According to the third Synoptic, the first appearance of Jesus to anyone after the Resurrection was not to the women, and not to Mary Magdalene, but to two brethren (Lk. 24:13-34), who were not Apostles at all, the name of one of whom, we are told, was Cleopas (Lk. 24:18). The story of the walk to Emmaus is very dramatic and interesting, but it is clearly legendary. None of the other Evangelists seem to know anything of it. It is difficult to suppose that Jesus should, after his resurrection, appear first of all to two unknown Christians in this mariner, and accompany them in such a journey. The particulars of the story are to the last degree improbable, and in its main features incredible, and it is impossible to consider them carefully without perceiving the transparent inauthenticity of the narrative. The two disciples were going to a village called Emmaus threescore furlongs distant from Jerusalem, and while they are conversing Jesus joins them, "but their eyes were holden that they should not know him." He asks the subject of their discourse, and pretends ignorance, which surprises them. Hearing the expression of their perplexity and depression, he says to them: 25. "O foolish and slow of heart to believe all that the prophets spake. 26. Was it not necessary that the Christ should suffer these things, and enter into his glory? 27. And beginning at Moses and at all the prophets, he expounded unto them in all the Scriptures the things concerning himself." When they reach the village, he pretends to be going further (verse 28), but they constrain him to stay. 30. "And it came to pass, as he sat at meat with them, he took the bread and blessed and brake, and gave to them; 31. and their eyes were opened, and they knew him, and he vanished out of their sight." Now, why all this mystery? Why were their eyes holden that they should not know him? Why pretend ignorance? Why make "as though he would go further"? Considering the nature and number of the alleged appearances of Jesus, this episode seems most disproportionate and inexplicable. The final incident completes our conviction of the unreality of the whole episode: after the sacramental blessing and breaking of bread, Jesus vanishes in a manner which removes the story from the domain of history. On their return to Jerusalem, the Synoptist adds that they find the Eleven, and are informed that "the Lord was raised and was seen by Simon." Of this appearance we are not told anything more.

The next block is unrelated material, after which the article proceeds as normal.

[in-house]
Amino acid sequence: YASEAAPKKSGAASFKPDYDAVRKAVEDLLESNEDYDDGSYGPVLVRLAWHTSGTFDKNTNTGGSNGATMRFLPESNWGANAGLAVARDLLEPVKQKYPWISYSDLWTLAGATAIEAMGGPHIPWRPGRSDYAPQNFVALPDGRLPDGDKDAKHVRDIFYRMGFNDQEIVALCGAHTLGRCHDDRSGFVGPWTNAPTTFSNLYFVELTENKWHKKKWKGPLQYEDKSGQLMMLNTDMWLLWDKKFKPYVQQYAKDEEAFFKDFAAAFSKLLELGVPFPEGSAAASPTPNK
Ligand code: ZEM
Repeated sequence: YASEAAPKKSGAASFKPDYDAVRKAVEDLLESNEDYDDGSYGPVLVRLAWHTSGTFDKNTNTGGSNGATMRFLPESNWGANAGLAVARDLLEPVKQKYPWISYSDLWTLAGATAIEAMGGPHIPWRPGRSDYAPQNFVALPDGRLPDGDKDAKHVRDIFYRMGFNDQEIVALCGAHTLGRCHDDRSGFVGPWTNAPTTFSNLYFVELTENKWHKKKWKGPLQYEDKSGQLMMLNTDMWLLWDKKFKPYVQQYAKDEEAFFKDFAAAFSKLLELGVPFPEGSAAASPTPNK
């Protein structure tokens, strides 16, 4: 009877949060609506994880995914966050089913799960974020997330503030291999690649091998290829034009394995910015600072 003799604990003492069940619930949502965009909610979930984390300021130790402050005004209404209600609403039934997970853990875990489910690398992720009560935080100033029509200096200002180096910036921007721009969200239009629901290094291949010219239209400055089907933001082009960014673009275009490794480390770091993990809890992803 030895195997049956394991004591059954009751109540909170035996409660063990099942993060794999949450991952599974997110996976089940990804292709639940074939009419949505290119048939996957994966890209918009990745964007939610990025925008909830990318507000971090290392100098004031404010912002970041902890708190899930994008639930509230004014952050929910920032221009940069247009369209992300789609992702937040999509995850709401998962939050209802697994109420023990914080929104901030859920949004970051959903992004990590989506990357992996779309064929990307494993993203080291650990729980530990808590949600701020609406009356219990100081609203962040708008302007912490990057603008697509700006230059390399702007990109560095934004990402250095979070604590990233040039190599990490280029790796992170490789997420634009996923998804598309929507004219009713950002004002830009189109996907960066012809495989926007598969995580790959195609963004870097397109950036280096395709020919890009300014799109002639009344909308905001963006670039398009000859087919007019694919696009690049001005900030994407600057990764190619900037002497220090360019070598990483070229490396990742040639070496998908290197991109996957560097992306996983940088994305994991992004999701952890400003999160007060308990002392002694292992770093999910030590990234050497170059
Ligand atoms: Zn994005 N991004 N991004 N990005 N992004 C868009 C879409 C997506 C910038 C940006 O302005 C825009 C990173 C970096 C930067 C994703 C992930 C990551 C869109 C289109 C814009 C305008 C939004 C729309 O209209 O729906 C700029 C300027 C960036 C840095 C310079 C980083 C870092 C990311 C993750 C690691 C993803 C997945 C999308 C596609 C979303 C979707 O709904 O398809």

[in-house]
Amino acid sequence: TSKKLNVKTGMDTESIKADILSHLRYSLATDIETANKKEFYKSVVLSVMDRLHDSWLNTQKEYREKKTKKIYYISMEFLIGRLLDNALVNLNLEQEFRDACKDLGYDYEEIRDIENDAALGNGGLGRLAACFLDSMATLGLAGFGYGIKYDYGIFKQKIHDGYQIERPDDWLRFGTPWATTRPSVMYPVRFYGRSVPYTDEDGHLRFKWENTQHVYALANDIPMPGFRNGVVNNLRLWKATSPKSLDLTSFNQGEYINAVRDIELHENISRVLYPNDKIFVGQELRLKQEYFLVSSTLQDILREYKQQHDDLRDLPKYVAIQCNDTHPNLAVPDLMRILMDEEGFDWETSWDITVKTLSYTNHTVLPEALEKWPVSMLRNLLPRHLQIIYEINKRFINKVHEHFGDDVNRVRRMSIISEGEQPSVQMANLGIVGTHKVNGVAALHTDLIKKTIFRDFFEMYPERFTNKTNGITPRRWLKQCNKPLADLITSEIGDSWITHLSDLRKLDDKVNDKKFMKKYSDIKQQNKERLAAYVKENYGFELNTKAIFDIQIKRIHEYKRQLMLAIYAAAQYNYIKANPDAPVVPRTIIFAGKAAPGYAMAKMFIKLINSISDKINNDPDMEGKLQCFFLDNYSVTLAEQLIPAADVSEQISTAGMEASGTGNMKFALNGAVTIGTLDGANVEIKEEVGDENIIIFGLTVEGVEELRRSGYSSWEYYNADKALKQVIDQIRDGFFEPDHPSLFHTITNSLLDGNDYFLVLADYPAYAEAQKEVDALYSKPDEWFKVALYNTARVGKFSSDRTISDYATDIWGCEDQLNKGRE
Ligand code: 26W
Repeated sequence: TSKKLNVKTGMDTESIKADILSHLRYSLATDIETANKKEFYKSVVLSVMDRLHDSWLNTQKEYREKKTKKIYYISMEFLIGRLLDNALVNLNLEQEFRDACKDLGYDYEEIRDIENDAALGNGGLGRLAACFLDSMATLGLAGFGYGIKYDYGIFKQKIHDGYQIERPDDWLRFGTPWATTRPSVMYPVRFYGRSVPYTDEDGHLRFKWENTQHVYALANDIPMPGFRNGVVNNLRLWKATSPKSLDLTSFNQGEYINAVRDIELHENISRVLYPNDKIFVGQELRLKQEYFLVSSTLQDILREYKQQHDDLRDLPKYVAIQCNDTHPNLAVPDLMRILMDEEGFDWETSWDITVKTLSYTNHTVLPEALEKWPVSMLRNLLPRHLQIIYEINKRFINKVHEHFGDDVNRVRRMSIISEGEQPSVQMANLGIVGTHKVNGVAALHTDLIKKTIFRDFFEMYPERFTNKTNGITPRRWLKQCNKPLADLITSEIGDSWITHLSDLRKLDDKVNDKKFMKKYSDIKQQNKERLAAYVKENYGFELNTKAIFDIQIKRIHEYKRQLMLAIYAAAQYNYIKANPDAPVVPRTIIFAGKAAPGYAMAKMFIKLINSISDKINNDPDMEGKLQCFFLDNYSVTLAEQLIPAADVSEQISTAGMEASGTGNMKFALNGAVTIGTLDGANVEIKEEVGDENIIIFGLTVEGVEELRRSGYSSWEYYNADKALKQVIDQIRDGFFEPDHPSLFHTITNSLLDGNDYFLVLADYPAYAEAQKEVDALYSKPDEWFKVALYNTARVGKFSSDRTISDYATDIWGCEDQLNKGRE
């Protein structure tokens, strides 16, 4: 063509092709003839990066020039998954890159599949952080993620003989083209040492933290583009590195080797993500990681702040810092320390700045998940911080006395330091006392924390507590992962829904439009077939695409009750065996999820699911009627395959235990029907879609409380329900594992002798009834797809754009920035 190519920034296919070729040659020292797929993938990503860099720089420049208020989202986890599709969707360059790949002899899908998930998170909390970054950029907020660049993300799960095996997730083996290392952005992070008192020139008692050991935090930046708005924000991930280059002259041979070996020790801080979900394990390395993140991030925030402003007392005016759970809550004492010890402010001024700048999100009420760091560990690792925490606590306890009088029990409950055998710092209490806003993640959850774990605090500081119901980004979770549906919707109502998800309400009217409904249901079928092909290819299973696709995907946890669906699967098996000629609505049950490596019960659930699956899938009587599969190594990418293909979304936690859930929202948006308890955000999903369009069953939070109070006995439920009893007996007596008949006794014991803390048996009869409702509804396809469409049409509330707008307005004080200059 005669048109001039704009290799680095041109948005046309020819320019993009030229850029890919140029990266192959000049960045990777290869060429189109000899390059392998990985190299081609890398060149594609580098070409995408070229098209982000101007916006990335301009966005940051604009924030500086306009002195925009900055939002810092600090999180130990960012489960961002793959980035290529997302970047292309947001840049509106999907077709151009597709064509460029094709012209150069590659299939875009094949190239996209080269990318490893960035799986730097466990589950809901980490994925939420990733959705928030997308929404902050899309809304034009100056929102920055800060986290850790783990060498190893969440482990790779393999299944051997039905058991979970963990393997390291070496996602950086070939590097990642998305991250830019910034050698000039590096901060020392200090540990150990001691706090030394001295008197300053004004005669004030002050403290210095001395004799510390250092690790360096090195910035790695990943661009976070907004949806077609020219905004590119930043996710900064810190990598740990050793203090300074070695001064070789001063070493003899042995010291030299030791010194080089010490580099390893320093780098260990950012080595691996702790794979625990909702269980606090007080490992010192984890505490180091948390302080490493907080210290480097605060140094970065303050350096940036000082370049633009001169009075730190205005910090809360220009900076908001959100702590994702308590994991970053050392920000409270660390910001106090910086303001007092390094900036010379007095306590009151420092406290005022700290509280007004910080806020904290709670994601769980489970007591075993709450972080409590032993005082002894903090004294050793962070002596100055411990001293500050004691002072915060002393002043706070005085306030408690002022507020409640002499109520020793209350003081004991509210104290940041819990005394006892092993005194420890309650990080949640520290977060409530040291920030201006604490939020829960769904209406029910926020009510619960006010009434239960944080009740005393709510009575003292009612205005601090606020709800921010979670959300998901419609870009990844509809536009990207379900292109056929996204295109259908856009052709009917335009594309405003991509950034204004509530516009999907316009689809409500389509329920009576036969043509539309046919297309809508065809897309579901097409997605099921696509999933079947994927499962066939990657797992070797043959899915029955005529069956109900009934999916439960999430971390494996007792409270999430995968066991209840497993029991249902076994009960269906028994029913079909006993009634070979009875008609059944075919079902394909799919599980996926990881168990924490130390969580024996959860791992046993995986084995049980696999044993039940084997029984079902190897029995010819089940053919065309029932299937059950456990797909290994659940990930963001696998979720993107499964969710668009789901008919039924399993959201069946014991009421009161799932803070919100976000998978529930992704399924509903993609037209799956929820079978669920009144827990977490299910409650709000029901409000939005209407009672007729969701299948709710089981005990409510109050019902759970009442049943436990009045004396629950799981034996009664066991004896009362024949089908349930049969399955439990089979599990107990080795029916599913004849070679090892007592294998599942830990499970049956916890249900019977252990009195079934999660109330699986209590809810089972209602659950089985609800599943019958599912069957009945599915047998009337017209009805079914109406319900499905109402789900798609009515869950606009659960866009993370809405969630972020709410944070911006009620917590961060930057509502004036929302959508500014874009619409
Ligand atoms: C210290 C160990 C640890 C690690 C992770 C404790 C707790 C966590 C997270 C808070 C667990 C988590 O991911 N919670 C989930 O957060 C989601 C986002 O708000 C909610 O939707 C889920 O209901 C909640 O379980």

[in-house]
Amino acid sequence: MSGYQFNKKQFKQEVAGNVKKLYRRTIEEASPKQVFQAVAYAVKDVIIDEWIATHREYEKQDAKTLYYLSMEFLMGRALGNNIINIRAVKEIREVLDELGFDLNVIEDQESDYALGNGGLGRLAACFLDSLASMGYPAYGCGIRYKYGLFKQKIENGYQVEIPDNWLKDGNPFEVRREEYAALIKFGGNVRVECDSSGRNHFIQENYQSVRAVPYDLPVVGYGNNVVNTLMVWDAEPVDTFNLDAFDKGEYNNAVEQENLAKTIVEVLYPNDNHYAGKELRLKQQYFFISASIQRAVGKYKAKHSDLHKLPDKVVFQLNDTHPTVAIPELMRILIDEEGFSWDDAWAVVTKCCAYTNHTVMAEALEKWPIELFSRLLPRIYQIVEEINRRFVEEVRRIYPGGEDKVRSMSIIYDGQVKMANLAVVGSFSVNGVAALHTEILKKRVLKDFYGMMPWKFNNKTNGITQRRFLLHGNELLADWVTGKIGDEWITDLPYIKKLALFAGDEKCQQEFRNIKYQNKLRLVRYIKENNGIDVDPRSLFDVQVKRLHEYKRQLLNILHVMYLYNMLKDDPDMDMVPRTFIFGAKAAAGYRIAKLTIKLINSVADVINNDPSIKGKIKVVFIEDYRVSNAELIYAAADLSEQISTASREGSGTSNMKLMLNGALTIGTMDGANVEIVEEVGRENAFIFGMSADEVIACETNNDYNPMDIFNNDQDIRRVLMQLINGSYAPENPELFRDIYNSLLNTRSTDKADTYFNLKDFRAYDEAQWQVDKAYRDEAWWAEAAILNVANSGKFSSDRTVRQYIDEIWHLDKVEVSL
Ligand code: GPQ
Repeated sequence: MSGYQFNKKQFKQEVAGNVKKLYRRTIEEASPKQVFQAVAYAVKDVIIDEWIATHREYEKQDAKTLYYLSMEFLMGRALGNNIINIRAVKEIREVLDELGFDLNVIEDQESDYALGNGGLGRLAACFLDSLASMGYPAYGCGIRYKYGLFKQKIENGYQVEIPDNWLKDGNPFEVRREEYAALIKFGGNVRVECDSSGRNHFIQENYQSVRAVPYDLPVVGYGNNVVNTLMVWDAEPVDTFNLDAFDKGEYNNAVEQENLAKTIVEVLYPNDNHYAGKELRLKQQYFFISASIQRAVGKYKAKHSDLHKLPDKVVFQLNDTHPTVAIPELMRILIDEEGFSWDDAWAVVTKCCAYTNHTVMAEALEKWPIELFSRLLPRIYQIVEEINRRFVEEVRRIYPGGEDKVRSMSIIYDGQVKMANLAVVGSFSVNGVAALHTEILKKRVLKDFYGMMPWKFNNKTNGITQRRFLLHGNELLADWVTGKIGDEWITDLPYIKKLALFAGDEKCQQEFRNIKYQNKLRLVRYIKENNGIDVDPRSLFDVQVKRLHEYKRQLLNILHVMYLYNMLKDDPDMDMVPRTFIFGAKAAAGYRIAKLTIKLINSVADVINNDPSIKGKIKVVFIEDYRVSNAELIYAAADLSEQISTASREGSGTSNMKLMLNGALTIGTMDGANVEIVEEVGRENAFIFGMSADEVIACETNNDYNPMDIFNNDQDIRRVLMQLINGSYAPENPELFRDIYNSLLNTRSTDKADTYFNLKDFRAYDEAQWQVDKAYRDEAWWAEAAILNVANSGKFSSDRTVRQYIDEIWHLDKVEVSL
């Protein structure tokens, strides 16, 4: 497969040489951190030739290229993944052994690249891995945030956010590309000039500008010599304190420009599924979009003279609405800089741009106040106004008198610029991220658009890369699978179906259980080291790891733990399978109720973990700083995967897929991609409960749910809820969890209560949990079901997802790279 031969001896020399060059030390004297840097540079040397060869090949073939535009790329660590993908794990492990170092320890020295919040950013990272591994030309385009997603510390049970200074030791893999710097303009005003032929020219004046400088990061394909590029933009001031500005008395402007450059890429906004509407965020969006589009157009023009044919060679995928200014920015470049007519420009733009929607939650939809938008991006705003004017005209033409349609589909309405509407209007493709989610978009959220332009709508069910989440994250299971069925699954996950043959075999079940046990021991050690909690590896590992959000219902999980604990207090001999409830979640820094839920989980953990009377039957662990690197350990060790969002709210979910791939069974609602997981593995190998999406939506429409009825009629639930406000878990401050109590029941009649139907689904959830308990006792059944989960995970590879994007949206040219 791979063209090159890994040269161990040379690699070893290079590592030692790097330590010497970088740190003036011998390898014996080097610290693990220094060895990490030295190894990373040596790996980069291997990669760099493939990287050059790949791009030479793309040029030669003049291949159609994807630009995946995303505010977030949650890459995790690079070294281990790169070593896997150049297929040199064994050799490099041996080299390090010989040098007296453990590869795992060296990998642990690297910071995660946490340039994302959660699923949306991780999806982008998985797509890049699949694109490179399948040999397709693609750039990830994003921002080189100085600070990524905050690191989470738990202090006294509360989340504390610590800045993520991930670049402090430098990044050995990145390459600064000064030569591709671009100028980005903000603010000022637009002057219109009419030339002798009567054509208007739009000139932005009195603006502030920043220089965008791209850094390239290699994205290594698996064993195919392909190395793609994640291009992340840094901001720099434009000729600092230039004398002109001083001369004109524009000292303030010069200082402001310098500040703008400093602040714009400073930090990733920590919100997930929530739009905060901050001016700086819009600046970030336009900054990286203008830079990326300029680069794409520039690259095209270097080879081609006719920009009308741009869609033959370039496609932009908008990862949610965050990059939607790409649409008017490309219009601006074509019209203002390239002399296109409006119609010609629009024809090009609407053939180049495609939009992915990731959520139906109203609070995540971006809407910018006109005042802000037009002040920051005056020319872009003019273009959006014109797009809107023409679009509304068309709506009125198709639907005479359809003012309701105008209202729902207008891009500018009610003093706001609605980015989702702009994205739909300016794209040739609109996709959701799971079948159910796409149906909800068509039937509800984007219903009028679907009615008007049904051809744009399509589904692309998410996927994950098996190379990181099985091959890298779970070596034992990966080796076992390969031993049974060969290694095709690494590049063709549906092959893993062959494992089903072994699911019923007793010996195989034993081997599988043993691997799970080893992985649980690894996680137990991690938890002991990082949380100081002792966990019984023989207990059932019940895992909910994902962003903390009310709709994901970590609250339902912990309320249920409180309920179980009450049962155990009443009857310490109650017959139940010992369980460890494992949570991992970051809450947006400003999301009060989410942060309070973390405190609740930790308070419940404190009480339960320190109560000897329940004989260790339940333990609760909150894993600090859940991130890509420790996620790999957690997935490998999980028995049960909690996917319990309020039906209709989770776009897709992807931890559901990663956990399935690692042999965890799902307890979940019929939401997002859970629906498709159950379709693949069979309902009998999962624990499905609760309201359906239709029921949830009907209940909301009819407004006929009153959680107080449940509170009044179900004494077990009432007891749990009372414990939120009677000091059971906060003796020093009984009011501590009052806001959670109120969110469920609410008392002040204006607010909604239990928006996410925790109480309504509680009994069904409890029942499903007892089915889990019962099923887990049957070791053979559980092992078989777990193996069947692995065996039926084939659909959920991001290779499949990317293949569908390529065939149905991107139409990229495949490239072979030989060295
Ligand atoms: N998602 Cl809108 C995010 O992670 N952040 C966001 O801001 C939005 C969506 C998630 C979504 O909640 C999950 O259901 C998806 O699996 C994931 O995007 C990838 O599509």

Appearance to the Eleven in Luke and John
Whilst the two disciples from Emmaus were relating these things to the Eleven, the third Synoptist states that Jesus himself stood in the midst of them: verse 37. "But they were terrified and affrighted, and supposed that they saw a spirit." The apparent intention is to represent a miraculous sudden entry of Jesus into the midst of them, just as he had vanished at Emmaus; but, in order to reassure them, Jesus is represented as saying: verse 39. "Behold my hands and my feet, that it is I myself; handle me and behold, for a spirit hath not flesh and bones as ye see me having. 41. And while they yet believed not for joy, and wondered, he said unto them: Have ye here any food? 42. And they gave him a piece of a broiled fish. [838:1] 43. And he took it and did eat before them." The care with which the writer demonstrates that Jesus rose again with his own body is remarkable, for not only does he show his hands and feet, we may suppose for the purpose of exhibiting the wounds made by the nails by which he was affixed to the cross, but he eats, and thereby proves himself to be still possessed of his human organism. It is apparent that there is direct contradiction between this and the representation of his vanishing at Emmaus, and standing in the midst of them now. The Synoptist, who is so lavish in his use of miraculous agency, naturally sees no incongruity here. One or other alternative must be adopted: If Jesus possessed his own body after his resurrection and could eat and be handled, he could not vanish; if he vanished, he could not have been thus corporeal. The aid of a miracle has to be invoked in order to reconcile the representations. We need not here criticise the address which he is supposed to make to the disciples, [838:2] but we must call attention to the one point that Jesus (verse 49) commands the disciples to tarry in Jerusalem until they be "clothed with power from on high." This completes the exclusion of all appearances in Galilee, for the narrative proceeds to say that Jesus led them out towards Bethany and lifted up his hands and blessed them: verse 51. "And it came to pass, while blessing them, he parted from them, and was carried up into heaven"; whilst they returned to Jerusalem, where they "were continually in the temple" praising God. We shall return to the Ascension presently; but, in the meantime, it is well that we should refer to the accounts of the other two Gospels.